SOCIETY

Dutch Call for Makeover of Racist Holiday Character

SOCIETY
Jun 16, 2014 at 4:11 PM ET

Will straight hair and a lighter complexion help take the sting out of a racist Dutch holiday character?

That’s the dilemma surrounding Zwarte Piet, or Black Pete, a character who white people regularly portray in blackface and bright red lipstick to commemorate the Dutch holiday of St. Nicholas.

Black Pete remains a popular and integral figure in Sinterklaas, the feast of St. Nicholas. But Black Pete’s outdated representations—similar to the blackface minstrel shows from American history—have led to calls to have the character removed from the feast’s public ceremonies.

The Dutch Center for Folk Culture and Immaterial Heritage unveiled an image makeover last week for Black Pete. Gone were the golden earrings and black, curly wig, replaced by long, straight hair and lips in a subtle shade of red.

The redesign of Black Pete’s appearance comes at a time when the debate surrounding his traditional costume had become “unavoidable,” according to Albert van der Zeiljden of the Dutch Center for Folk Culture and Intangible Heritage.

“It’s completely ridiculous,” says Quinsy Gario, a poet and radio host who has spearheaded protests against classical depictions of Black Pete. His public demonstrations have been met with aggressive tweets from Black Pete supporters and even got Gario manhandled by police.

“Black Pete is a racist imposition on people,” Gario tells Vocativ by telephone from Amsterdam. “If somebody wants to celebrate Black Pete in their own home, then go right ahead. But at the moment he is celebrated during public festivities, and when he is used for advertisements, then it becomes a public issue.”

Some Black Pete opponents have gone as far as deeming it a human rights issue.

Verene Shepherd, a consultant with the United Nation’s human rights commission, sent a letter last year to the Dutch government saying that the depiction of Black Pete is “a throwback to slavery.”

Following the UN letter, two million Dutch fans of Black Pete joined a Facebook page backing the character. Prime Minister of the Netherlands Mark Rutte also weighed in, dismissing the claim that his country was racist for its portrayal of Black Pete.

“I do not recognize ourselves in that portrayal,” he told reporters last year.

While the feast of St. Nicholas goes back to the 15th century, the character of Black Pete is a relatively recent phenomenon. Jan Schenkman, a teacher from Amsterdam, helped create much of the current mythology of Sinterklaas in his 1850 story Saint Nicholas and His Servant. According to Schenkman, Sinterklaas lived in Spain and would travel to the Netherlands by steamboat every November to deliver presents to the country’s children in time for the feast on Dec. 5.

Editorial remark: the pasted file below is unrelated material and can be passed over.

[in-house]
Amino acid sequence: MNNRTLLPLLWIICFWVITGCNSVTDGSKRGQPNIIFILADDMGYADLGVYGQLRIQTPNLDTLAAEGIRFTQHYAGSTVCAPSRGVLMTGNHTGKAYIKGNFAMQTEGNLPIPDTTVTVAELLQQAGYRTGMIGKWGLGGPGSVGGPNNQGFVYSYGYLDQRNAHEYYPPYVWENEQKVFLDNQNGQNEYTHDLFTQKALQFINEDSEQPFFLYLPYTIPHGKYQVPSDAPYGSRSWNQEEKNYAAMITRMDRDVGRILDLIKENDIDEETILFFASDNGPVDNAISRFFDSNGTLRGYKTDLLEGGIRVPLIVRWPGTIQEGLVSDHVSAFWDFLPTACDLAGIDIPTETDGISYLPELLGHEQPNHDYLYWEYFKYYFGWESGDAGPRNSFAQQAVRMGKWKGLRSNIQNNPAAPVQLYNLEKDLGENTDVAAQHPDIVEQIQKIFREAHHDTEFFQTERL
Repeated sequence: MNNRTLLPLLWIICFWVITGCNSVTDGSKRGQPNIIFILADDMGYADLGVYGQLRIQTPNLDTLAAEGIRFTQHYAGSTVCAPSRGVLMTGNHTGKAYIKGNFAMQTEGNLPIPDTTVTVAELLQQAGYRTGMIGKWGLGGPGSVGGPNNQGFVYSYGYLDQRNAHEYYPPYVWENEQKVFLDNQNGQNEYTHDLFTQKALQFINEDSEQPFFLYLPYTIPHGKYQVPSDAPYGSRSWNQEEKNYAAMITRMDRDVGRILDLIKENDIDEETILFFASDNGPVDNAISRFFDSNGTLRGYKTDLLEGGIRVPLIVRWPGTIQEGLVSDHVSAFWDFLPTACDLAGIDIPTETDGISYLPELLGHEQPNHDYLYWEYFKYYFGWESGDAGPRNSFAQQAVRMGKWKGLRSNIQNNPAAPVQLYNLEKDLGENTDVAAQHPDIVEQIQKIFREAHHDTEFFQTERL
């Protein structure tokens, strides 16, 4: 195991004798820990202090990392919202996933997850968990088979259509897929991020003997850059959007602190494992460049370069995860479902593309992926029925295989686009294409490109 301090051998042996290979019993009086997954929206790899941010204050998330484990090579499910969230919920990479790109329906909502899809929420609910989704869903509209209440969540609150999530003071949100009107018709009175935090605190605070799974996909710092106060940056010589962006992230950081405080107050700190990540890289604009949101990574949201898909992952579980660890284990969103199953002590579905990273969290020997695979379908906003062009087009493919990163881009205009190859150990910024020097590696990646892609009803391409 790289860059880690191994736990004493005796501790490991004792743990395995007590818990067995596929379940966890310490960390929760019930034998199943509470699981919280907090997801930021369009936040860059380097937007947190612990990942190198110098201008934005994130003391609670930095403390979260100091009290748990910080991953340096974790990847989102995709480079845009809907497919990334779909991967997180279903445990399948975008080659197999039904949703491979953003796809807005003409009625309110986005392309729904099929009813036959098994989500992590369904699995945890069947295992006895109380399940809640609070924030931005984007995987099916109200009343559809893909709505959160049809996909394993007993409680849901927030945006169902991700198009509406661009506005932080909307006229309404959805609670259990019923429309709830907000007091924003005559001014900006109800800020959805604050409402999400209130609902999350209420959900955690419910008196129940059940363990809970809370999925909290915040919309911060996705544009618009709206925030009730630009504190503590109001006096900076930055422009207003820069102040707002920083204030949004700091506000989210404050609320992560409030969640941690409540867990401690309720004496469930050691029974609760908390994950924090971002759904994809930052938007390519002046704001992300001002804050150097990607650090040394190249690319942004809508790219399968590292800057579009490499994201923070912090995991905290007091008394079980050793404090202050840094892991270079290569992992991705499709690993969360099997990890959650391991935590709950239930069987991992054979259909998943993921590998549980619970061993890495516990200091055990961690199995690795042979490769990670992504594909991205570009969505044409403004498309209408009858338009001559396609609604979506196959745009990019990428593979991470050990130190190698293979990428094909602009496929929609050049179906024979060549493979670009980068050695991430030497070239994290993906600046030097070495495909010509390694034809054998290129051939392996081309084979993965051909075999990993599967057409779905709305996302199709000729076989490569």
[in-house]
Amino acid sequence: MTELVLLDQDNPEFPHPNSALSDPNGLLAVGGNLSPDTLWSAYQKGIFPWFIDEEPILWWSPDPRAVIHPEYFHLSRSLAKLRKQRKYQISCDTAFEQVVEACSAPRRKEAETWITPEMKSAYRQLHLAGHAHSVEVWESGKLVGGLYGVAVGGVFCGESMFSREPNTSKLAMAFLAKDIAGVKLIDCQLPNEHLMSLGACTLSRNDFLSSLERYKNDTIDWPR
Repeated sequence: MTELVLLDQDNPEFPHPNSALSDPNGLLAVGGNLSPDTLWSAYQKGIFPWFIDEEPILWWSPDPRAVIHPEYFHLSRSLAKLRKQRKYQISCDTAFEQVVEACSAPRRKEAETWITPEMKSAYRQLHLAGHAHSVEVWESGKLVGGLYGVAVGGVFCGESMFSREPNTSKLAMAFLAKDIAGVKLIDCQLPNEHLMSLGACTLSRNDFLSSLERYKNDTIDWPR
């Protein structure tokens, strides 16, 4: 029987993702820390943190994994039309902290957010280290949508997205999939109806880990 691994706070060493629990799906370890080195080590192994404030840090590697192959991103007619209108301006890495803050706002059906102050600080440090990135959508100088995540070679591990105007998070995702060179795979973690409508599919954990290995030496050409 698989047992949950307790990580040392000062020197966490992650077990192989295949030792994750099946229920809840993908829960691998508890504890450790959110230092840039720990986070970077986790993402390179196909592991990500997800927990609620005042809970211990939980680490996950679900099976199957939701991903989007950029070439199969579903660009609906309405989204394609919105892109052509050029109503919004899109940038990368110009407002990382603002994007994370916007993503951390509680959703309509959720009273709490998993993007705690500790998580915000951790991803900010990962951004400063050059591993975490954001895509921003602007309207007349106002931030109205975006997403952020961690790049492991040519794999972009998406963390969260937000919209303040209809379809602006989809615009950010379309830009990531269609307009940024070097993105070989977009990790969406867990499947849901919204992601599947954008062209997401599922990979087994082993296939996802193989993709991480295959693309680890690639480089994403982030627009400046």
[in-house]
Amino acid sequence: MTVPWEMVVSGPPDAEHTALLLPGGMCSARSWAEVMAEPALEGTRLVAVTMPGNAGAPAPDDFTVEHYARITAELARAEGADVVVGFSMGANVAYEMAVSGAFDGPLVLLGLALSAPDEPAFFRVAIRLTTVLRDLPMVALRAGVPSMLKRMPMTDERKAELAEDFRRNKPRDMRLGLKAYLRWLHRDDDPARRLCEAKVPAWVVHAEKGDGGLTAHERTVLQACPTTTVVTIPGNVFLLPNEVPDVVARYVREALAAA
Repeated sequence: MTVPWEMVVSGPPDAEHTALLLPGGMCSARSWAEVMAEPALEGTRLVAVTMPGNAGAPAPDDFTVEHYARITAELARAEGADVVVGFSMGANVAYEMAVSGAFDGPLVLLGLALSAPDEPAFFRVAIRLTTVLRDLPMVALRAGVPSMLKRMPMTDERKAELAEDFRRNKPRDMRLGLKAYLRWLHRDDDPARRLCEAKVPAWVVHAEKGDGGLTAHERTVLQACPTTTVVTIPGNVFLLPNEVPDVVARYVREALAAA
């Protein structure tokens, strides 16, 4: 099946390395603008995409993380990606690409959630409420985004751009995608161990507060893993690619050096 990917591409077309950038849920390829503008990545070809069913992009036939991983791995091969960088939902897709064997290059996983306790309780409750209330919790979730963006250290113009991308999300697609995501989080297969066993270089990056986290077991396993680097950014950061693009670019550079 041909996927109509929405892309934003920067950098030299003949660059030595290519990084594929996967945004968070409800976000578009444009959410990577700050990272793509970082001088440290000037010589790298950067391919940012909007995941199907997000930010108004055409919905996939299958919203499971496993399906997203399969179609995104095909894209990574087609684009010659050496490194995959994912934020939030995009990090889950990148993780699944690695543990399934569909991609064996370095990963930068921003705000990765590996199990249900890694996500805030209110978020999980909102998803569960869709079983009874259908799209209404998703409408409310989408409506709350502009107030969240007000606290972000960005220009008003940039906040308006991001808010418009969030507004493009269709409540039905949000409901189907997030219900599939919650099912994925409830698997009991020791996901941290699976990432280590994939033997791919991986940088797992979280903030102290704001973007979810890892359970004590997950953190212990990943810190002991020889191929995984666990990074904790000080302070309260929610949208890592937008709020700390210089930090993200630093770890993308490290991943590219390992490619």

Accompanying him was Zwarte Piet, his dutiful servant who at the time was unnamed.

“In the 1900s, [Black Pete] was always considered to be the nice and friendly helper of St. Nicholas. St. Nick was stiff and old, but [Black Pete] was a much warmer figure,” explains van der Zeiljden. “Why he is black, that is very difficult to explain because the resources aren’t very clear on this subject.”

By the 1920s, popular depictions of Black Peter made him seem “dull-witted, clumsy and speaking broken-Dutch,” according to the St. Nicholas Center’s website. In an apparent attempt to soften the racial connotations, Pete’s dark skin would later be attributed to chimney soot, a result of having delivered presents to scores of children.

He was also given a promotion of sorts when his role was “changed from a servant to a modern manager,” according to the Dutch Center for Folk Culture and Intangible Heritage.

Over time Black Peter became a symbol of Dutch tradition, although he was criticized as “a racist holdover from the Netherlands’s colonial past,” in a New York Times editorial.

Indeed, in the Dutch Center for Folk Culture and Intangible Heritage’s English language pamphlet about Sinterklaas, the group said that immigrants from Curacao, an island in the Dutch Caribbean, and Suriname, a former Dutch republic in northeastern South America, would “feel offended by the fact that [Black Pete] is the servant of Sinterklaas.”

Gario, who moved to Amsterdam from St. Marteen in 2002, said over time he came to realize Pete’s “racist assumptions” and began donning a T-shirt that read “Zwarte Piet is racisme.” He says that the controversy surrounding Black Pete generally picks up a month or two before the St. Nicholas feast, but the character has lately become such an issue that Gario now begins his protests in the summer. “I wore [that] shirt in June, and people were like ‘Dude, are you OK?'”

Last year, Gario tried to sue the city of Amsterdam for allowing people to dress up as Black Pete in its St. Nicholas parade. That suit, which was initially turned down, is currently under appeal.

In addition to the proposed “straight hair” look, there have been suggestions to change the color of Pete’s face from black to purple or red, although those, too, have been criticized.

Even if the suggestions were widely accepted, it’s unclear how they would be enforced during the feasts and parades of St. Nicholas. There are over 400 St. Nicholas committees in the Netherlands that organize the festivities on a local level.

“You can’t make it a decree and tell all the Dutch, ‘This is the way Black Pete should be and this is how you celebrate these feasts,'” says the Dutch Center’s Albert van der Zeiljden. “It takes time to change.”